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The scene, featuring a view of Christopher Wren’s St Paul’s Cathedral as it appeared in his early plans, was offered at Bellmans of Wisborough Green, Sussex, on April 5.

Printed on four numbered sheets and now mounted on linen, Londinium Florentissima Britanniae Urbs, Emporiumque Toto Orbe Celeberrimumwas published by Frederick de Wit in c.1683. The 2ft x 6ft 11in (59cm x 2.12m) engraving is a curious mix of the new and the old of Stuart London.

De Wit (1630-1706) had printed his first panorama of the city in c.1650, largely copying an earlier view first published by fellow Amsterdam engraver Claes Visscher (1587-1652). Only a handful of copies of this state are known including one in the British Library and another once owned by Samuel Pepys now in Magdalene College, Cambridge.

However, following the devastation wrought by the Great Fire it seems de Wit and his assistants felt obliged to rework elements of the original copper plates to include at least some key elements of a new skyline on the north bank.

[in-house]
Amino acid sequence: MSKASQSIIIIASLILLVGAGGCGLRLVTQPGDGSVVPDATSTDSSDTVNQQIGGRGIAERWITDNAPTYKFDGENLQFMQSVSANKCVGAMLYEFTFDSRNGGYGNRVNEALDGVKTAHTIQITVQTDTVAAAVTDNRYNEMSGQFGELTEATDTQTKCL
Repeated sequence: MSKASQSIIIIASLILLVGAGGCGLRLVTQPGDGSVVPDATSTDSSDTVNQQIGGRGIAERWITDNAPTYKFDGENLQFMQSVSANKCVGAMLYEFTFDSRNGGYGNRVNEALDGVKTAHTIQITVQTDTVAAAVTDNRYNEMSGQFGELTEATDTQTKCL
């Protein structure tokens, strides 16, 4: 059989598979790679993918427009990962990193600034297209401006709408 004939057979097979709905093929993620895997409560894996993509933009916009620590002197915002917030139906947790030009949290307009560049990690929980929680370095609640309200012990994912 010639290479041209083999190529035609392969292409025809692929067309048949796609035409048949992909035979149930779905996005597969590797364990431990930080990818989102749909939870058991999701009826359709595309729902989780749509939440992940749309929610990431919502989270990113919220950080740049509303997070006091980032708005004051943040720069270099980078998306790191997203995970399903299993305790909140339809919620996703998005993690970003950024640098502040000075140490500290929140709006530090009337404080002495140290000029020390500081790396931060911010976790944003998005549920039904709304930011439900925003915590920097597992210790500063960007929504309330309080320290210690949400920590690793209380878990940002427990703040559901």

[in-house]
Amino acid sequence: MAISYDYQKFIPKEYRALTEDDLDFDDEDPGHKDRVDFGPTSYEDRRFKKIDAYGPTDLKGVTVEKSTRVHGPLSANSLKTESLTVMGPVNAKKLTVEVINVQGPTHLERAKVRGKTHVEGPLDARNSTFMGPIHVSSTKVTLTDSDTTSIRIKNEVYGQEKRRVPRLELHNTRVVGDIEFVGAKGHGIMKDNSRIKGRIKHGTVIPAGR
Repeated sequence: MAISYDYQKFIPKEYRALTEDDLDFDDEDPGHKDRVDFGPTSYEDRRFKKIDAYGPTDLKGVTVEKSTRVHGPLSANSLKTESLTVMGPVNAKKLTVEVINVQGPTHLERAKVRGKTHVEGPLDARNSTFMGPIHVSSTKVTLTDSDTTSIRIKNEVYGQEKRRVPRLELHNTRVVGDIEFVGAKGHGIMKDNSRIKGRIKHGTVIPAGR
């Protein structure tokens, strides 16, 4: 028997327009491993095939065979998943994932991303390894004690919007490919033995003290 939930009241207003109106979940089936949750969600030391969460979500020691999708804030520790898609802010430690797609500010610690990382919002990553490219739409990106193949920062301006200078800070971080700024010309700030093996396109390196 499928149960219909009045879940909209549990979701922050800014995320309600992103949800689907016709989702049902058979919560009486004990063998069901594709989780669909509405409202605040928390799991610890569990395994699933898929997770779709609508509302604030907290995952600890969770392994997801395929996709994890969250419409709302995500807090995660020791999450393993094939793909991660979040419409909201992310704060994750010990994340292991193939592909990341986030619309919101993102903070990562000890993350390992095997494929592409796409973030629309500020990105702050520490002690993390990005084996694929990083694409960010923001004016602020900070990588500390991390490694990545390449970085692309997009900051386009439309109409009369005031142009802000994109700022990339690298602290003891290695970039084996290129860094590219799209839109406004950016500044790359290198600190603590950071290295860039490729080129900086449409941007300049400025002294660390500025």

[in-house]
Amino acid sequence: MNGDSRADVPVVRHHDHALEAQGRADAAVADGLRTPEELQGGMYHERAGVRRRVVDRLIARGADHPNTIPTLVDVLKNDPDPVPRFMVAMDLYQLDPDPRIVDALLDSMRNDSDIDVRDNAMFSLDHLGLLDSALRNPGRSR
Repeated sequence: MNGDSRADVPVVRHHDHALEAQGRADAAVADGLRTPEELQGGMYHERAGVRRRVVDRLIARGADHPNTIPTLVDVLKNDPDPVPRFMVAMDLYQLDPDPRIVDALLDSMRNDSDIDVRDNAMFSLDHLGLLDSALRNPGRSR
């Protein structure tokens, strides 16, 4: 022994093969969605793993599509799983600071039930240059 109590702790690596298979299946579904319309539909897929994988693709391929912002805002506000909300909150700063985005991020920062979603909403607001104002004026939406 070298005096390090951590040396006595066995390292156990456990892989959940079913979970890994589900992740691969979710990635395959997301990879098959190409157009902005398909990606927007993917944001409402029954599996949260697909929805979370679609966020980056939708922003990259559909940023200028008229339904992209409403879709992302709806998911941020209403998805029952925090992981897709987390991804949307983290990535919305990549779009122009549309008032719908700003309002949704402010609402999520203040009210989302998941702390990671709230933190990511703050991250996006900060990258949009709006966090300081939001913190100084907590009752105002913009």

The accompanying text penned in English, Latin and Dutch in ‘the present year 1683’ describes the rebuilding of the city ‘in a far more magnificent manner than before, so that it exceeds most Buildings, and all the Exchanges in the World’.

It is quite possible that the artist had never visited London – hence the inclusion on the South Bank of buildings that had disappeared many years prior to 1666. In the foreground, for example, stands the Globe Theatre, pulled down in 1644.

However, among the new buildings in this 1683 state are the Royal Exchange, the Monument, some of the Wren churches plus St Paul’s as it appeared in architectural plans of the 1670s (but not as completed in 1710).

Unrecorded survivor

The panorama – a previously unrecorded survivor and perhaps the only known example with its original colour – came for sale from a private vendor with little extra information regarding its purchase history.

The winning bid, many times the estimate of £4000-6000, was a house record for Bellmans’ book department. A 22% buyer’s premium was charged.

In July last year Christie’s sold an exceptional copy of Visscher’s panoramic view of London before the Great Fire, one of only two known copies of a c.1625 edition, for £85,000.